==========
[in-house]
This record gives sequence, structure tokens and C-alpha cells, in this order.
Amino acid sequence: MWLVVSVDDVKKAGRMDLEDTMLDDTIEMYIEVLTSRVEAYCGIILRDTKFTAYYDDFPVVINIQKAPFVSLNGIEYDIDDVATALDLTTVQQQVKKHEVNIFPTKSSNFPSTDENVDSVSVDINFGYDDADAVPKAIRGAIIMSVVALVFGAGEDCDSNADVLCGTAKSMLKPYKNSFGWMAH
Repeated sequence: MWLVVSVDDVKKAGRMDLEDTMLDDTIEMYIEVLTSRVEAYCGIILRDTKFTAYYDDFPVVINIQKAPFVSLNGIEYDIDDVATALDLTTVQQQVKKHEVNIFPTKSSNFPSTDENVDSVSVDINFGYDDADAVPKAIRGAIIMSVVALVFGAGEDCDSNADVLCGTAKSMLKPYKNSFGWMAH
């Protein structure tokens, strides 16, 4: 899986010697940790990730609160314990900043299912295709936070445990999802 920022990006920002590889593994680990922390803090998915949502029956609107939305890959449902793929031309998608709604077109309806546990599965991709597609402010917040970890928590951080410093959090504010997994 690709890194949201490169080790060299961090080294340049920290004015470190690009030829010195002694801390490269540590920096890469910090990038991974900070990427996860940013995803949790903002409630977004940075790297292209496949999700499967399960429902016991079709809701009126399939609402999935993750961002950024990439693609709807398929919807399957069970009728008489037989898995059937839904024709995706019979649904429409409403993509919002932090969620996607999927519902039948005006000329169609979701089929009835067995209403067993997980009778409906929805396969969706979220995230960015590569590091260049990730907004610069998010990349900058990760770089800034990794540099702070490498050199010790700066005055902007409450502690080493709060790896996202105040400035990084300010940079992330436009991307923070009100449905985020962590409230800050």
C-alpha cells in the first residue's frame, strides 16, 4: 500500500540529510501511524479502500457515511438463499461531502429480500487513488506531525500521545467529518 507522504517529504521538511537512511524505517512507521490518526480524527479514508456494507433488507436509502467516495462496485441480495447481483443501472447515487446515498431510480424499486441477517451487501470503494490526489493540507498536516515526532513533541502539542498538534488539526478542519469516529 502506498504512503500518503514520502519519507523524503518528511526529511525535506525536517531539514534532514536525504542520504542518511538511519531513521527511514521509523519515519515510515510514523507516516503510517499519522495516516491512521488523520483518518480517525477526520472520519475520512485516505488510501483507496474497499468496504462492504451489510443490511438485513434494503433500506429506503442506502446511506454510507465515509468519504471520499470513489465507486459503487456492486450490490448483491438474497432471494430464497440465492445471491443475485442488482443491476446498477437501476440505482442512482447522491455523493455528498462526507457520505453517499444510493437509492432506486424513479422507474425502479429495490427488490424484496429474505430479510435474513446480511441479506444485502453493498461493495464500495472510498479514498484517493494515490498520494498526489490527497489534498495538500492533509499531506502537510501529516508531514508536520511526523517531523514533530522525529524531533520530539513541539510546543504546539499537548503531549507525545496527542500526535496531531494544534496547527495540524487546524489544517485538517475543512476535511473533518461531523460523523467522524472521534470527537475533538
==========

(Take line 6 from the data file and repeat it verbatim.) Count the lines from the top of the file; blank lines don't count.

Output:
C-alpha cells in the first residue's frame, strides 16, 4: 500500500540529510501511524479502500457515511438463499461531502429480500487513488506531525500521545467529518 507522504517529504521538511537512511524505517512507521490518526480524527479514508456494507433488507436509502467516495462496485441480495447481483443501472447515487446515498431510480424499486441477517451487501470503494490526489493540507498536516515526532513533541502539542498538534488539526478542519469516529 502506498504512503500518503514520502519519507523524503518528511526529511525535506525536517531539514534532514536525504542520504542518511538511519531513521527511514521509523519515519515510515510514523507516516503510517499519522495516516491512521488523520483518518480517525477526520472520519475520512485516505488510501483507496474497499468496504462492504451489510443490511438485513434494503433500506429506503442506502446511506454510507465515509468519504471520499470513489465507486459503487456492486450490490448483491438474497432471494430464497440465492445471491443475485442488482443491476446498477437501476440505482442512482447522491455523493455528498462526507457520505453517499444510493437509492432506486424513479422507474425502479429495490427488490424484496429474505430479510435474513446480511441479506444485502453493498461493495464500495472510498479514498484517493494515490498520494498526489490527497489534498495538500492533509499531506502537510501529516508531514508536520511526523517531523514533530522525529524531533520530539513541539510546543504546539499537548503531549507525545496527542500526535496531531494544534496547527495540524487546524489544517485538517475543512476535511473533518461531523460523523467522524472521534470527537475533538